Tips to soothe a cough naturally
Oct 16, 2019
Oct 16, 2019
Whether you’re at home or on the road, a nagging sore throat gets old fast. There’s no miracle cure for viral infections like colds that might have you coughing, but there are some natural remedies that can help you soothe a sore throat, at least temporarily.
It’s important to distinguish between wet and dry coughs as they require different types of treatment.
Most of the remedies listed below work for both types of coughs. The majority use ingredients that are readily available, so they’re convenient when you’re travelling.
Staying hydrated is paramount, especially when you’re not feeling your best. Drinking lots of fluids when you have a bad cough helps reduce inflammation, relieve dryness and irritation, and liquify secretions, making them easier to expel. Hot drinks are recommended for wet coughs, whereas dry coughs call for very cold liquids that will soothe an inflamed throat.
Raising your head slightly at night (by using two pillows instead of one, for example), will help mucus drain more easily and prevent nighttime coughing fits caused by secretions that accumulate in the bronchi.
Thanks to its anti-inflammatory properties, ginger is great for soothing stubborn dry coughs and even relieving pain. Steep a few pieces of roughly chopped ginger in cold or hot water, depending on your preference and the nature of your cough. You can also reap the benefits of other natural ingredients and give your
Gargling with salt water rehydrates a dry throat and helps you expel secretions. Add a little salt (¼ to ½ teaspoon) to one or two cups of water and gargle. Be careful not to go overboard with the salt, as too much can irritate your throat.
Apple cider vinegar is a popular home remedy for coughs that’s usually administered by gargling. To do so, just dilute some vinegar with fresh water. If you’re brave (or if you like the taste) you can also take a teaspoon or two each day. To learn more about apple cider vinegar, read our article about its hidden benefits.
Some say chicken stock helps liquefy mucus and that it has anti-inflammatory properties. If you want to try this remedy, go for homemade broth made from chicken bones and fresh vegetable scraps. Store-bought stock is heavily processed and often contains large amounts of added sugar, salt, and other ingredients meant to artificially enhance flavour.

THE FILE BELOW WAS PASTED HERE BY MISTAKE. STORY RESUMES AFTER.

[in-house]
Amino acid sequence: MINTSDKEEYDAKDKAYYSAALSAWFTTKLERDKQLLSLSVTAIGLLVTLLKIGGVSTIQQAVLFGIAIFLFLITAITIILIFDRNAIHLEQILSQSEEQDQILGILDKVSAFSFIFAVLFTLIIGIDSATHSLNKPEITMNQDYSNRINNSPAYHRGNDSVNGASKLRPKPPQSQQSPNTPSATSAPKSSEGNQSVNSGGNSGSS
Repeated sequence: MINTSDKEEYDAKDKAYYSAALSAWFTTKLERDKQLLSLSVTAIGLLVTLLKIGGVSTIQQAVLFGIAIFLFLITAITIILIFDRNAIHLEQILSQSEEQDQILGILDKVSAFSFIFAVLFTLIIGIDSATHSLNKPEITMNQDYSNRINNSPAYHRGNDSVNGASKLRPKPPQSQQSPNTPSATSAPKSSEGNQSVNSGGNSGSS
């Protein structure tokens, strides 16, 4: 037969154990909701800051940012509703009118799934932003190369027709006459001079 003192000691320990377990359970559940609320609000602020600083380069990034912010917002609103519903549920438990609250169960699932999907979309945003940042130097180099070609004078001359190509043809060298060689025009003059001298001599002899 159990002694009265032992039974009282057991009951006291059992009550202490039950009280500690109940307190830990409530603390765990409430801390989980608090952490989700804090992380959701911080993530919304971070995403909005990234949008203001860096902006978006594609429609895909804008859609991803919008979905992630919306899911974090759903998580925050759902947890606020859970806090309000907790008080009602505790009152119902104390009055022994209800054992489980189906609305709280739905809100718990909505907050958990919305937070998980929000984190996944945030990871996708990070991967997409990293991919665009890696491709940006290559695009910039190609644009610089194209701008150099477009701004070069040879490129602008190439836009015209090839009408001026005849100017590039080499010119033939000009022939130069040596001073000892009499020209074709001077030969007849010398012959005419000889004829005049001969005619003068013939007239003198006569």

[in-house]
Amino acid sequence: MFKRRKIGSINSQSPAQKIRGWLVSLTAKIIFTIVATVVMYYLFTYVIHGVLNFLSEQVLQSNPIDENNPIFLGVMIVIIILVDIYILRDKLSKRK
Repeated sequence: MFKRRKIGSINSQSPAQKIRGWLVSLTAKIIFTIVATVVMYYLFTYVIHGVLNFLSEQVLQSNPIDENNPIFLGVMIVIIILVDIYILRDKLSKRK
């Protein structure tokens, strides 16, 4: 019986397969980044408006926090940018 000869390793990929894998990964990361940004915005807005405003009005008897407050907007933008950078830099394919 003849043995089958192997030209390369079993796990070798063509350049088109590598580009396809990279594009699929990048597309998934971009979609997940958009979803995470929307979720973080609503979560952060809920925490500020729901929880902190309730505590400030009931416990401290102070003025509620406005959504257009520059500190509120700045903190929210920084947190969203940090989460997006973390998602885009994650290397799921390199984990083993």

Many herbs are known to have beneficial properties, including thyme, another well-known natural remedy for sore throats. Make an infusion with fresh or dried thyme. Adding a little dried anise will make for an even tastier beverage. Marshmallow root and slippery elm are also said to have medicinal properties. They are available as herbal teas in most natural food stores.
Prevent your mucus membranes from drying out and getting even more irritated by increasing the humidity level in your bedroom with a hot or cold electric humidifier. Make sure the humidity level doesn’t go above 50%. Otherwise, your airways could be affected by various allergens that degrade air quality.
The soothing properties of honey are well known, and it’s probably one of the most popular home remedies. Some studies have shown that honey is effective in reducing cough symptoms. You can take a teaspoon of straight honey or stir it into a hot drink. But be careful not to consume any before bed—sugar can cause insomnia, especially if you already have trouble sleeping. Sleep is crucial for healing, so it’s best to avoid remedies that could prevent you from getting the rest you need.
If you’re really congested, take a hot bath or inhale steam by putting your head over a bowl filled with near-boiling water. Steam helps liquefy secretions, making them easier to expel and relieving cough symptoms. You can also add a few drops of an essential oil with soothing or decongestant properties like eucalyptus, geranium extract, lavender, or peppermint.
The general recommendation is to see a health professional if you experience one or more of the following symptoms:
If you need to go to a clinic or the hospital, take all necessary precautions to reduce the risk of contamination, including wearing a mask that covers your mouth, washing your hands often, and coughing into the crook of your arm.
Please note that this article is for information purposes only. It is not intended to replace the advice of a certified health professional.